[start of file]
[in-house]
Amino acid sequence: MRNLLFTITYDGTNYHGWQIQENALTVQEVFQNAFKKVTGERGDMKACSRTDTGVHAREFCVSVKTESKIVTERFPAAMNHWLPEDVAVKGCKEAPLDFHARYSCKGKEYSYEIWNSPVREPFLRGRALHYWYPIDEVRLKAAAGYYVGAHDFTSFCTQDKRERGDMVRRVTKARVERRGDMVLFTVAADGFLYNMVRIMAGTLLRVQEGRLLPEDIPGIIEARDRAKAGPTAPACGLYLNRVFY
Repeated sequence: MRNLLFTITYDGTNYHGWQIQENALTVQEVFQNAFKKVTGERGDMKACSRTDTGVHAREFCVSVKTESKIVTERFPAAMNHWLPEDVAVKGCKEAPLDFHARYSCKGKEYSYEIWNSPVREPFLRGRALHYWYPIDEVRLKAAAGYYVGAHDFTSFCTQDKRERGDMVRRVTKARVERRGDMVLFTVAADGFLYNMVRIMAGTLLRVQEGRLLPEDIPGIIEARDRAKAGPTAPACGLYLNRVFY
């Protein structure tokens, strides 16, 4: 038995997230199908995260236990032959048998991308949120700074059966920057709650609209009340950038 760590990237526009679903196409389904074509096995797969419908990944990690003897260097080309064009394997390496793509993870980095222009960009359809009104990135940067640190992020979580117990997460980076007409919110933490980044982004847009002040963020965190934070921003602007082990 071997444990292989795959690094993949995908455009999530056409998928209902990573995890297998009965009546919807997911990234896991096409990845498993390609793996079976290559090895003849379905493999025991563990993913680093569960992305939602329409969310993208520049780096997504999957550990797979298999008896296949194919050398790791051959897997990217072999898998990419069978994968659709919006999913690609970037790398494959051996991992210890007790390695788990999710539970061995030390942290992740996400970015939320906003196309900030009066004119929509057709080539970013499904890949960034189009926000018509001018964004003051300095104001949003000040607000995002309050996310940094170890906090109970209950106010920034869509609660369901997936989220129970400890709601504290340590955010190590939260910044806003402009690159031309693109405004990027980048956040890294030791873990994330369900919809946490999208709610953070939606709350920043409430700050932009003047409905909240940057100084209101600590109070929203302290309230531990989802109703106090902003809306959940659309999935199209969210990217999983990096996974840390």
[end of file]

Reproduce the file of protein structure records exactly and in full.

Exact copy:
[in-house]
Amino acid sequence: MRNLLFTITYDGTNYHGWQIQENALTVQEVFQNAFKKVTGERGDMKACSRTDTGVHAREFCVSVKTESKIVTERFPAAMNHWLPEDVAVKGCKEAPLDFHARYSCKGKEYSYEIWNSPVREPFLRGRALHYWYPIDEVRLKAAAGYYVGAHDFTSFCTQDKRERGDMVRRVTKARVERRGDMVLFTVAADGFLYNMVRIMAGTLLRVQEGRLLPEDIPGIIEARDRAKAGPTAPACGLYLNRVFY
Repeated sequence: MRNLLFTITYDGTNYHGWQIQENALTVQEVFQNAFKKVTGERGDMKACSRTDTGVHAREFCVSVKTESKIVTERFPAAMNHWLPEDVAVKGCKEAPLDFHARYSCKGKEYSYEIWNSPVREPFLRGRALHYWYPIDEVRLKAAAGYYVGAHDFTSFCTQDKRERGDMVRRVTKARVERRGDMVLFTVAADGFLYNMVRIMAGTLLRVQEGRLLPEDIPGIIEARDRAKAGPTAPACGLYLNRVFY
């Protein structure tokens, strides 16, 4: 038995997230199908995260236990032959048998991308949120700074059966920057709650609209009340950038 760590990237526009679903196409389904074509096995797969419908990944990690003897260097080309064009394997390496793509993870980095222009960009359809009104990135940067640190992020979580117990997460980076007409919110933490980044982004847009002040963020965190934070921003602007082990 071997444990292989795959690094993949995908455009999530056409998928209902990573995890297998009965009546919807997911990234896991096409990845498993390609793996079976290559090895003849379905493999025991563990993913680093569960992305939602329409969310993208520049780096997504999957550990797979298999008896296949194919050398790791051959897997990217072999898998990419069978994968659709919006999913690609970037790398494959051996991992210890007790390695788990999710539970061995030390942290992740996400970015939320906003196309900030009066004119929509057709080539970013499904890949960034189009926000018509001018964004003051300095104001949003000040607000995002309050996310940094170890906090109970209950106010920034869509609660369901997936989220129970400890709601504290340590955010190590939260910044806003402009690159031309693109405004990027980048956040890294030791873990994330369900919809946490999208709610953070939606709350920043409430700050932009003047409905909240940057100084209101600590109070929203302290309230531990989802109703106090902003809306959940659309999935199209969210990217999983990096996974840390």